Sowing plenty of shrubs and woody perennials in your garden won’t just provide attractive blooms and foliage over the winter months. It will also help you sequester more carbon in your garden than you could do by growing only annual plants. The more carbon you can store in your garden in trees and other plants and the soil, the more you will be helping to combat our climate crisis.
Winter Flowering Perennials/ Bedding Plants
If you want beds, borders, planters, containers or hanging baskets to look great all winter long, but don’t have space for shrubs, here are some more winter flowering plants to consider:
Hellebores come in a range of colours and with a range of characteristics. The Christmas Rose is one common example, enjoyed around the festive season for its winter flowers. Many oriental hybrids are popular, as these are easy to grow. They are frequently bought as bedding plants from autumn onwards and used for adding late winter and spring interest to containers, beds or borders.
Iris rhisomes need to be warmed up by the summer sun in August/ September. Warmed, they can then be planted out in a well-drained soil or placed in a pot indoors to force flowers for February. The flowers are an attractive violet hue, with white and yellowish patterns.
Bergenia Crassifolia, also known as winter flowering bergenia or winter-flowering elephant’s ears, is a clump-forming evergreen perennial that is well known for its hardiness and vigour. Erect clusters of purple-pink flowers develop from winter into spring, and leaves often tinge red over winter, providing additional interest in the winter garden.
Pansies/ violas are amongst the most common and popular options when it comes to bedding plants for a winter garden. Winter pansies come in a staggering array of hues, and they can overwinter in a sheltered garden, or in containers, right through the coldest part of the year.
Primulas and primroses are also popular bedding plants for the winter months. These too come in a wide range of colours and can add interest and cheer to a winter garden.
Winter Flowering Bulbs
Finally, some of the most delicate and delightful winter flowering plants come from bulbs. Here are five further options to consider:
Snowdrops are often one of the first blooms we notice each year. At their best when planted below trees in naturalistic drifts, snowdrops are a delight of the late winter. To make the display look more natural, scatter the bulbs across the area and plant them where they happen to fall.
This is another winter-flowering bulb that looks great in drifts in a woodland or forest garden. They thrive in moist soil and shade. The cheery yellow flowers resemble buttercups, but pop up in the depths of winter.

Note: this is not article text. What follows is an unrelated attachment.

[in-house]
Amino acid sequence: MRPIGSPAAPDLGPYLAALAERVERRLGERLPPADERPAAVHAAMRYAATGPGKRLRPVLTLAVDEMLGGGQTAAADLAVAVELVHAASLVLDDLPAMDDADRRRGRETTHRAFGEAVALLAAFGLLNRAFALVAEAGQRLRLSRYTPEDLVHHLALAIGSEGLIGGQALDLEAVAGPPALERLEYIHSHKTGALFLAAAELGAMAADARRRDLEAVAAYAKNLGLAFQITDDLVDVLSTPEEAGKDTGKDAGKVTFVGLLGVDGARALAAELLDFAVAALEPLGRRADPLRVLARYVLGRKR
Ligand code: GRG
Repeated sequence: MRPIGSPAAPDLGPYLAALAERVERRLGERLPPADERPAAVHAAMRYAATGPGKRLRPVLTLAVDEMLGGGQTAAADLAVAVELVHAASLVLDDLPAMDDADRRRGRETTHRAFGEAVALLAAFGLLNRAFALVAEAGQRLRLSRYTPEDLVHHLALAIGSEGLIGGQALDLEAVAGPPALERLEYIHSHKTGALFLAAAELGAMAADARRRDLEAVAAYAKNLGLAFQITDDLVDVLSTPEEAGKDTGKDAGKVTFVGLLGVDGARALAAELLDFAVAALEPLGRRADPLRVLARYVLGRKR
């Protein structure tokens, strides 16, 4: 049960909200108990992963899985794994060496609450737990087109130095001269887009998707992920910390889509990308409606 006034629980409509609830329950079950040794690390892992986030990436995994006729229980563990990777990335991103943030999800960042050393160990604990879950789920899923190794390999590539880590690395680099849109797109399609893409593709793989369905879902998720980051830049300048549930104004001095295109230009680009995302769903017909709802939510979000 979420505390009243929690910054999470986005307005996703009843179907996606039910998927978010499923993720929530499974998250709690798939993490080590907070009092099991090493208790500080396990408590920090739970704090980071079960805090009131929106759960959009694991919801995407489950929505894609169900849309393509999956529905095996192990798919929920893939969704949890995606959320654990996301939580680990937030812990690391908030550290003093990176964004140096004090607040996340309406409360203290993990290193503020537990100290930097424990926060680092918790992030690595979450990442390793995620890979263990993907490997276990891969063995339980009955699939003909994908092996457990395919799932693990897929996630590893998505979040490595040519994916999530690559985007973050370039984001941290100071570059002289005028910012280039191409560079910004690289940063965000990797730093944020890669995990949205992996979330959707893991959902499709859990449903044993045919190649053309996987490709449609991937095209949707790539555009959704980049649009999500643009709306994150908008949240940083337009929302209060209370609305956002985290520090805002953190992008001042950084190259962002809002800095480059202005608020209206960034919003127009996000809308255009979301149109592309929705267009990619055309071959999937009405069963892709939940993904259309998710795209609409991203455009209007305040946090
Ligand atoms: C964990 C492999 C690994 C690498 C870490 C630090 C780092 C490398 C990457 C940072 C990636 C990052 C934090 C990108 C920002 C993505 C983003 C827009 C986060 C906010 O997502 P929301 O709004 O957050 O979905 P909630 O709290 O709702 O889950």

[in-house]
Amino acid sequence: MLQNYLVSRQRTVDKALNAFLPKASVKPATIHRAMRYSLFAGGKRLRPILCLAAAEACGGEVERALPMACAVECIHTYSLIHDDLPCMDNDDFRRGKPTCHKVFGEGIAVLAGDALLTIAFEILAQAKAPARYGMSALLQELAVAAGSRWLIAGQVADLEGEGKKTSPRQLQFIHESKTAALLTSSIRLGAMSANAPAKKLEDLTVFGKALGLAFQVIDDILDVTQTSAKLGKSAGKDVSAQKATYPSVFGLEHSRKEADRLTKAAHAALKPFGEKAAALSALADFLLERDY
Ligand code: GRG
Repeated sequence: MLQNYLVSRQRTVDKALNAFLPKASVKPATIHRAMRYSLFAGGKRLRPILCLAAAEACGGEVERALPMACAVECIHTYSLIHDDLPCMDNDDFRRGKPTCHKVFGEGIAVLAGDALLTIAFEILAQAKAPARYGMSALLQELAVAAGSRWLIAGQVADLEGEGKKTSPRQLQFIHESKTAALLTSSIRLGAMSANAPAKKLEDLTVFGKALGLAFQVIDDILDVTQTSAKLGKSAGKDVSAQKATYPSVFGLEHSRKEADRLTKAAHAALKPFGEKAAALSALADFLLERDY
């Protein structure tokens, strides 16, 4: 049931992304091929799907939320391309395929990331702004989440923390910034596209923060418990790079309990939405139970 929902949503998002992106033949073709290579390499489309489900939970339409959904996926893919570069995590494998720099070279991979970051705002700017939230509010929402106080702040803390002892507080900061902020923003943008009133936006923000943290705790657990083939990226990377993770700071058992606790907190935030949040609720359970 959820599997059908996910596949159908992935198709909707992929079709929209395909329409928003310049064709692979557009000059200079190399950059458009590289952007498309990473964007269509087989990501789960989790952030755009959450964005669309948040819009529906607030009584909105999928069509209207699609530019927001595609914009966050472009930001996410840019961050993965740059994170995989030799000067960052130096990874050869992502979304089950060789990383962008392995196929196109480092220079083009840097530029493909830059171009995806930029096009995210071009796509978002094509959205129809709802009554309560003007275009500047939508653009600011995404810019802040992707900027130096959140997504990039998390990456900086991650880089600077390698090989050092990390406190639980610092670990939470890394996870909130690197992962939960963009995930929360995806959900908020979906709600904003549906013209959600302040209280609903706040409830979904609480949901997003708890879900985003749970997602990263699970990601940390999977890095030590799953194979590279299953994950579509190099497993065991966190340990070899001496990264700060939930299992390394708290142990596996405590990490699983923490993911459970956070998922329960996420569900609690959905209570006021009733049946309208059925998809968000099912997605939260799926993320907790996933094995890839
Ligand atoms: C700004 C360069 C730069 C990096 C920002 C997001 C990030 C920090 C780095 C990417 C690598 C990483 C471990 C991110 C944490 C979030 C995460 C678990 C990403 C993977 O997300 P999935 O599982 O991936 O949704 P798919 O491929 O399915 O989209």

These pretty pink flowers pop up their heads and bloom as early as January, emerging from a carpet of silver-marbled foliage. These are great companions for the two winter flowering plants mentioned above.
Emerging from late winter and into early spring, crocuses are another cheery sight. Plant into a sunny glade or naturalise in a lawn for a delightful and colourful flowering display early in the year.
Finally, we may think of daffodils as more of a spring-flowering plant. But there are a number of varietals that pop up earlier in the year. Early flowering cultivars like ‘Rijnveld’s Early Sensation’ or ‘February Gold’ can have a big impact in a late winter garden. Paperwhite narcissus are also commonly forced to bloom around the festive season indoors.
Start Planting This Winter
Winter flowering bulbs are ephemerals – blooming over a period early in the year before storing nutrients in their bulbs for the rest of the year. This means that they can be useful in attracting and feeding pollinators early in the year when few nectar sources are about. But also in catching and storing water and nutrients and retaining them in your garden.
Winter flowering plants can each have a role to play in the long term health and aesthetic value of your garden. But it is important to bear in mind that you need to choose the winter flowering plants that work well where you live. Think about your climate, and the microclimate in your particular garden. Consider the sun and the wind, and of course the characteristics of your soil. Understand the specific needs of specific plants before you decide which to include in your winter garden.
Make the right plant and design choices and you can have a garden that is abundant and beautiful, not just over the summer months but all year round. You can have a garden that blooms in winter too when you choose the right winter flowering plants.